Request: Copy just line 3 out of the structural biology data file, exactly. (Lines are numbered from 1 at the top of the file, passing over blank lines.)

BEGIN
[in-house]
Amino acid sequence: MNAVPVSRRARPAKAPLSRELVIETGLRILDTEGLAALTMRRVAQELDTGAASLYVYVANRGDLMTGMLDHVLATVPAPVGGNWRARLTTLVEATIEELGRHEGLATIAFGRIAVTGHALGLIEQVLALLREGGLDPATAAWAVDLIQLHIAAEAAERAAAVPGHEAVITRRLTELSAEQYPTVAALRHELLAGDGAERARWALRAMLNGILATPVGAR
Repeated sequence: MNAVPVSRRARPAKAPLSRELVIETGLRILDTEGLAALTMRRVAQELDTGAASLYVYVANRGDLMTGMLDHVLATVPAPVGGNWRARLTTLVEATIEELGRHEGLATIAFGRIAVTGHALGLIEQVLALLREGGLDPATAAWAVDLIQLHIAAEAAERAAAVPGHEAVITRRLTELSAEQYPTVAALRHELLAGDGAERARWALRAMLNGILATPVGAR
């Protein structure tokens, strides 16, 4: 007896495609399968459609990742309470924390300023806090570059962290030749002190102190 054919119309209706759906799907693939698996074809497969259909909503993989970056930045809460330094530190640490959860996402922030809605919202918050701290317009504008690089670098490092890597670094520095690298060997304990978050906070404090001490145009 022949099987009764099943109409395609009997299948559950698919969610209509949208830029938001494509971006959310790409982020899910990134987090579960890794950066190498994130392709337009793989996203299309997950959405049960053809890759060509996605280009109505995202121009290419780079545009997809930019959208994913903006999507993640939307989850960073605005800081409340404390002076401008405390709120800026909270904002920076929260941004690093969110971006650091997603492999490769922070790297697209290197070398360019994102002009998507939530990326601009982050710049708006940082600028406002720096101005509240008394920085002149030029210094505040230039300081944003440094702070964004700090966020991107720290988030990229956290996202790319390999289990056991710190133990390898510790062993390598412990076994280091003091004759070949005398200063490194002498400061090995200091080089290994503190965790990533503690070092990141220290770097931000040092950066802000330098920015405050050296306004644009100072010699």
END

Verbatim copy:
Repeated sequence: MNAVPVSRRARPAKAPLSRELVIETGLRILDTEGLAALTMRRVAQELDTGAASLYVYVANRGDLMTGMLDHVLATVPAPVGGNWRARLTTLVEATIEELGRHEGLATIAFGRIAVTGHALGLIEQVLALLREGGLDPATAAWAVDLIQLHIAAEAAERAAAVPGHEAVITRRLTELSAEQYPTVAALRHELLAGDGAERARWALRAMLNGILATPVGAR